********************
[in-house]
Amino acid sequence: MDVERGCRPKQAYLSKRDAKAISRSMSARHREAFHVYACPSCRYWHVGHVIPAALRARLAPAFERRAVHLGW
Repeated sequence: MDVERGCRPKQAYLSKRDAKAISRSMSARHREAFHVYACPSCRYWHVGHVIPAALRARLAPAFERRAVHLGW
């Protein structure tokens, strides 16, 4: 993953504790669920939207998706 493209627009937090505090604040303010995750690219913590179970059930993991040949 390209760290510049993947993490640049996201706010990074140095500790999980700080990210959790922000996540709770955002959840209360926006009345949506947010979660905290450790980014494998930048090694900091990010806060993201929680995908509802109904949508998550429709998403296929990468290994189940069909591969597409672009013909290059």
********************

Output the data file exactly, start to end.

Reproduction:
[in-house]
Amino acid sequence: MDVERGCRPKQAYLSKRDAKAISRSMSARHREAFHVYACPSCRYWHVGHVIPAALRARLAPAFERRAVHLGW
Repeated sequence: MDVERGCRPKQAYLSKRDAKAISRSMSARHREAFHVYACPSCRYWHVGHVIPAALRARLAPAFERRAVHLGW
């Protein structure tokens, strides 16, 4: 993953504790669920939207998706 493209627009937090505090604040303010995750690219913590179970059930993991040949 390209760290510049993947993490640049996201706010990074140095500790999980700080990210959790922000996540709770955002959840209360926006009345949506947010979660905290450790980014494998930048090694900091990010806060993201929680995908509802109904949508998550429709998403296929990468290994189940069909591969597409672009013909290059």